Childbearing after union dissolution: does the sequence of union matter?

Sergi Vidal, University of Queensland
Yara Jarallah, Brown University

Research has examined the recent patterns of childbearing out-of-wedlock as well as the associations between childbearing and union transitions. Less systematic has been research on deciphering fertility patterns after union dissolution. This is limiting since life courses are increasingly diverse regarding partnership and family careers, and part of the well-documented changing fertility patterns across union types may be due to factors that lead individuals to dissolve unions and re-partner. We address this gap in knowledge by theorizing and examining how childbearing evolves after union dissolution. For the empirical analysis, we use hazard regression for first-, second- and third-order childbearing episodes of women aged 16 to 40 from the panel study Household, Income and Labor dynamics in Australia. Preliminary results from parity-specific models show that fertility rates are the highest among first-order marital unions. We also find that subsequent unions (to the first one) have increased first-order childbearing rates. Our study contributes to the understanding of contemporary fertility patterns, by shedding light on fertility variations across partnership life courses. Further work will include, among others, the simultaneous estimation of childbearing and union transitions to assess the effect of unobserved factors that commonly affect both processes.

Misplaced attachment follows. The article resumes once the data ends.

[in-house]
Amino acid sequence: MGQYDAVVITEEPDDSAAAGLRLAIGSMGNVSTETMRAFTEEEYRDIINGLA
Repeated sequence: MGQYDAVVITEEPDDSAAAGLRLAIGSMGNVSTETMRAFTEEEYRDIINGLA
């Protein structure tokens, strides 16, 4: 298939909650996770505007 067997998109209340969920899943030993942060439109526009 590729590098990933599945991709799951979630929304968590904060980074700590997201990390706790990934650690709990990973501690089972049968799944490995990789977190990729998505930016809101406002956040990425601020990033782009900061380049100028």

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Presented in Session 91: After divorce and widowhood